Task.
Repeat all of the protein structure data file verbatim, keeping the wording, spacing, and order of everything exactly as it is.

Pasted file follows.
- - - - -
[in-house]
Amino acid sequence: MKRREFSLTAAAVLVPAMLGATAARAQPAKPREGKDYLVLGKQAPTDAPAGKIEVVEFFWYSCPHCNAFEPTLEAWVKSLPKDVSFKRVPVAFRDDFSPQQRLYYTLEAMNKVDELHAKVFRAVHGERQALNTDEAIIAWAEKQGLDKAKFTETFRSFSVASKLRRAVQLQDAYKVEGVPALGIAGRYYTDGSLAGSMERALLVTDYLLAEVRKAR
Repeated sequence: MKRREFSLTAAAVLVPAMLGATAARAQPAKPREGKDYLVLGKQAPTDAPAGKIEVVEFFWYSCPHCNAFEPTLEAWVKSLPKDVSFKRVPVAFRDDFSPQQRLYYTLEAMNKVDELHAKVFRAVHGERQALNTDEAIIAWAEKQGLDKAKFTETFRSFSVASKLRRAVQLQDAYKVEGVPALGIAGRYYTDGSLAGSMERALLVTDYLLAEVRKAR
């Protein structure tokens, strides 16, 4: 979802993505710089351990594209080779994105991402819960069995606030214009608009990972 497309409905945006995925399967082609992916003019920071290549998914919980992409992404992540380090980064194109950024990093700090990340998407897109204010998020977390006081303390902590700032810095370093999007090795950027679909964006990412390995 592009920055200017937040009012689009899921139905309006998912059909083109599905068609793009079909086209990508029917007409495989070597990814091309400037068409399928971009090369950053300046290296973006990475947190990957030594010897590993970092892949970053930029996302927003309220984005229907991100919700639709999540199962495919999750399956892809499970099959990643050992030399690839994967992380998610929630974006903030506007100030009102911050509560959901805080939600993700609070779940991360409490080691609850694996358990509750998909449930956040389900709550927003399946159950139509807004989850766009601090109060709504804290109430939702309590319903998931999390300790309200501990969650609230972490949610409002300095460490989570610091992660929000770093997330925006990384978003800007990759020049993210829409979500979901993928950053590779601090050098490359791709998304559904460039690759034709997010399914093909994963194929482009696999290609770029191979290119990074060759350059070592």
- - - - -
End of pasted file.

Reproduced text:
[in-house]
Amino acid sequence: MKRREFSLTAAAVLVPAMLGATAARAQPAKPREGKDYLVLGKQAPTDAPAGKIEVVEFFWYSCPHCNAFEPTLEAWVKSLPKDVSFKRVPVAFRDDFSPQQRLYYTLEAMNKVDELHAKVFRAVHGERQALNTDEAIIAWAEKQGLDKAKFTETFRSFSVASKLRRAVQLQDAYKVEGVPALGIAGRYYTDGSLAGSMERALLVTDYLLAEVRKAR
Repeated sequence: MKRREFSLTAAAVLVPAMLGATAARAQPAKPREGKDYLVLGKQAPTDAPAGKIEVVEFFWYSCPHCNAFEPTLEAWVKSLPKDVSFKRVPVAFRDDFSPQQRLYYTLEAMNKVDELHAKVFRAVHGERQALNTDEAIIAWAEKQGLDKAKFTETFRSFSVASKLRRAVQLQDAYKVEGVPALGIAGRYYTDGSLAGSMERALLVTDYLLAEVRKAR
């Protein structure tokens, strides 16, 4: 979802993505710089351990594209080779994105991402819960069995606030214009608009990972 497309409905945006995925399967082609992916003019920071290549998914919980992409992404992540380090980064194109950024990093700090990340998407897109204010998020977390006081303390902590700032810095370093999007090795950027679909964006990412390995 592009920055200017937040009012689009899921139905309006998912059909083109599905068609793009079909086209990508029917007409495989070597990814091309400037068409399928971009090369950053300046290296973006990475947190990957030594010897590993970092892949970053930029996302927003309220984005229907991100919700639709999540199962495919999750399956892809499970099959990643050992030399690839994967992380998610929630974006903030506007100030009102911050509560959901805080939600993700609070779940991360409490080691609850694996358990509750998909449930956040389900709550927003399946159950139509807004989850766009601090109060709504804290109430939702309590319903998931999390300790309200501990969650609230972490949610409002300095460490989570610091992660929000770093997330925006990384978003800007990759020049993210829409979500979901993928950053590779601090050098490359791709998304559904460039690759034709997010399914093909994963194929482009696999290609770029191979290119990074060759350059070592």